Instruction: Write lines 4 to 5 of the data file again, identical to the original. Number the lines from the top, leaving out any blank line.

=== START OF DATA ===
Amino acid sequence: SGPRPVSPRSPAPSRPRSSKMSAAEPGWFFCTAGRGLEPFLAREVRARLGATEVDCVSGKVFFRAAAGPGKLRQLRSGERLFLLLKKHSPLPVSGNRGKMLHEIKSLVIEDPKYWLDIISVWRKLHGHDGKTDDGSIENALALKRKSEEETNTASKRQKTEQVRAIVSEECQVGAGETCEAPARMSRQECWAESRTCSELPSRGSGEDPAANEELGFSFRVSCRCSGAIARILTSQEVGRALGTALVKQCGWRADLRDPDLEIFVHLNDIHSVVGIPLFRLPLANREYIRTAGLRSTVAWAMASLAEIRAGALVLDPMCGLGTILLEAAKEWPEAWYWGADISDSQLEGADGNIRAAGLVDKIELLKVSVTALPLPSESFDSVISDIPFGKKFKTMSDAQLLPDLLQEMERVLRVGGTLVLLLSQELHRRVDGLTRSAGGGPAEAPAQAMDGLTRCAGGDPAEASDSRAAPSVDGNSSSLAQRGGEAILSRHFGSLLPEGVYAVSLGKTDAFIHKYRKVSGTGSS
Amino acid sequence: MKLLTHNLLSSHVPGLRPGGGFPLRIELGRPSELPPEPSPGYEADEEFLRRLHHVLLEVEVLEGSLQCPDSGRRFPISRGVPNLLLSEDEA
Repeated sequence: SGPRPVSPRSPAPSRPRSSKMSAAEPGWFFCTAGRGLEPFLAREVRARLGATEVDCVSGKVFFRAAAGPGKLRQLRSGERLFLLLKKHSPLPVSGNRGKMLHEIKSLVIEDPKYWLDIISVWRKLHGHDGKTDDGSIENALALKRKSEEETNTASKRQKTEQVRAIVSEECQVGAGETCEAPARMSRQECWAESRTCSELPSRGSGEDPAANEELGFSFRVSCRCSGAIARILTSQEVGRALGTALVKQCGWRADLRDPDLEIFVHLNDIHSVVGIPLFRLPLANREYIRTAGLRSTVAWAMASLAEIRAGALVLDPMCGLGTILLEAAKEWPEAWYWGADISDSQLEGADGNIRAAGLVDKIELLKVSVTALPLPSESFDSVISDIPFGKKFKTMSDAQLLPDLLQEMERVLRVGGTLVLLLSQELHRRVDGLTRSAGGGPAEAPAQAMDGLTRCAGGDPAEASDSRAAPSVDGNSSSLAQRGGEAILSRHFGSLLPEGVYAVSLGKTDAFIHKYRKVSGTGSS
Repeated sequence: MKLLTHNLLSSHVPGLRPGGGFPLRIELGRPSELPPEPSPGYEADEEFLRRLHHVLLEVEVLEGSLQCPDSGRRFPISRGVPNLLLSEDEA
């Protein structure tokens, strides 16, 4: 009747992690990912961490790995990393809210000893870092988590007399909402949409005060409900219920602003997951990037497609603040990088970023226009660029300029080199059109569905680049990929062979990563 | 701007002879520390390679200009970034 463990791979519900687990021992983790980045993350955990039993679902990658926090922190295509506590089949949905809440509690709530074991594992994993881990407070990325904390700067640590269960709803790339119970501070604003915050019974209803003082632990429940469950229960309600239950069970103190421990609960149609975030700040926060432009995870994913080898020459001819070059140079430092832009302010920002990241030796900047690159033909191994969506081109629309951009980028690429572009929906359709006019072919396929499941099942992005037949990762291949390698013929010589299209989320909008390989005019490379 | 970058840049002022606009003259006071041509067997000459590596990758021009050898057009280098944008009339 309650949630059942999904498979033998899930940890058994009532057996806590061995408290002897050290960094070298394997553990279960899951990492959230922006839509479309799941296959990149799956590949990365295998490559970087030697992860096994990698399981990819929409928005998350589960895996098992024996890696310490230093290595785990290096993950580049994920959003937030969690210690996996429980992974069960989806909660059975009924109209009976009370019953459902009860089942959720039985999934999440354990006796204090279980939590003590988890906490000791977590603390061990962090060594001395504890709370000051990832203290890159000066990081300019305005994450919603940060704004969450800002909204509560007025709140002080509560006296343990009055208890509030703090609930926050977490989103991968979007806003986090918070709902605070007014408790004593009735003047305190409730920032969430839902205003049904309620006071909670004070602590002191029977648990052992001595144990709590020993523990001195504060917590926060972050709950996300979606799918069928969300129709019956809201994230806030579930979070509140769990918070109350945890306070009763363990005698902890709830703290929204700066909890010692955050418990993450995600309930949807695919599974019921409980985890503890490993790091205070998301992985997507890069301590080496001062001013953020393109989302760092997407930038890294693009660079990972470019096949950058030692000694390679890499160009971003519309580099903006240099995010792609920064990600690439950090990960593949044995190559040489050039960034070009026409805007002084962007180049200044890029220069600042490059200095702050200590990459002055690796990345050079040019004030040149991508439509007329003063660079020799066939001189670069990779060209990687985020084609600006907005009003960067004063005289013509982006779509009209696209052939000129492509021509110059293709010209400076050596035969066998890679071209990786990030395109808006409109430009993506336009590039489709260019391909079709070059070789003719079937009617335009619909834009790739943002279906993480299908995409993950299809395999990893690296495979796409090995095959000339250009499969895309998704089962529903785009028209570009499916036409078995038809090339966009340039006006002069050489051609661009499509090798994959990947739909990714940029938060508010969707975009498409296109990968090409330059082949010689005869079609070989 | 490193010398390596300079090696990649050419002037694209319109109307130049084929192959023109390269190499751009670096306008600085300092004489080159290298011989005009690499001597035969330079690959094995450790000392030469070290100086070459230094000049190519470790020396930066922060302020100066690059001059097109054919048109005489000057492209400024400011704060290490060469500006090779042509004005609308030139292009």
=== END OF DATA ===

Repeated sequence: MKLLTHNLLSSHVPGLRPGGGFPLRIELGRPSELPPEPSPGYEADEEFLRRLHHVLLEVEVLEGSLQCPDSGRRFPISRGVPNLLLSEDEA
């Protein structure tokens, strides 16, 4: 009747992690990912961490790995990393809210000893870092988590007399909402949409005060409900219920602003997951990037497609603040990088970023226009660029300029080199059109569905680049990929062979990563 | 701007002879520390390679200009970034 463990791979519900687990021992983790980045993350955990039993679902990658926090922190295509506590089949949905809440509690709530074991594992994993881990407070990325904390700067640590269960709803790339119970501070604003915050019974209803003082632990429940469950229960309600239950069970103190421990609960149609975030700040926060432009995870994913080898020459001819070059140079430092832009302010920002990241030796900047690159033909191994969506081109629309951009980028690429572009929906359709006019072919396929499941099942992005037949990762291949390698013929010589299209989320909008390989005019490379 | 970058840049002022606009003259006071041509067997000459590596990758021009050898057009280098944008009339 309650949630059942999904498979033998899930940890058994009532057996806590061995408290002897050290960094070298394997553990279960899951990492959230922006839509479309799941296959990149799956590949990365295998490559970087030697992860096994990698399981990819929409928005998350589960895996098992024996890696310490230093290595785990290096993950580049994920959003937030969690210690996996429980992974069960989806909660059975009924109209009976009370019953459902009860089942959720039985999934999440354990006796204090279980939590003590988890906490000791977590603390061990962090060594001395504890709370000051990832203290890159000066990081300019305005994450919603940060704004969450800002909204509560007025709140002080509560006296343990009055208890509030703090609930926050977490989103991968979007806003986090918070709902605070007014408790004593009735003047305190409730920032969430839902205003049904309620006071909670004070602590002191029977648990052992001595144990709590020993523990001195504060917590926060972050709950996300979606799918069928969300129709019956809201994230806030579930979070509140769990918070109350945890306070009763363990005698902890709830703290929204700066909890010692955050418990993450995600309930949807695919599974019921409980985890503890490993790091205070998301992985997507890069301590080496001062001013953020393109989302760092997407930038890294693009660079990972470019096949950058030692000694390679890499160009971003519309580099903006240099995010792609920064990600690439950090990960593949044995190559040489050039960034070009026409805007002084962007180049200044890029220069600042490059200095702050200590990459002055690796990345050079040019004030040149991508439509007329003063660079020799066939001189670069990779060209990687985020084609600006907005009003960067004063005289013509982006779509009209696209052939000129492509021509110059293709010209400076050596035969066998890679071209990786990030395109808006409109430009993506336009590039489709260019391909079709070059070789003719079937009617335009619909834009790739943002279906993480299908995409993950299809395999990893690296495979796409090995095959000339250009499969895309998704089962529903785009028209570009499916036409078995038809090339966009340039006006002069050489051609661009499509090798994959990947739909990714940029938060508010969707975009498409296109990968090409330059082949010689005869079609070989 | 490193010398390596300079090696990649050419002037694209319109109307130049084929192959023109390269190499751009670096306008600085300092004489080159290298011989005009690499001597035969330079690959094995450790000392030469070290100086070459230094000049190519470790020396930066922060302020100066690059001059097109054919048109005489000057492209400024400011704060290490060469500006090779042509004005609308030139292009």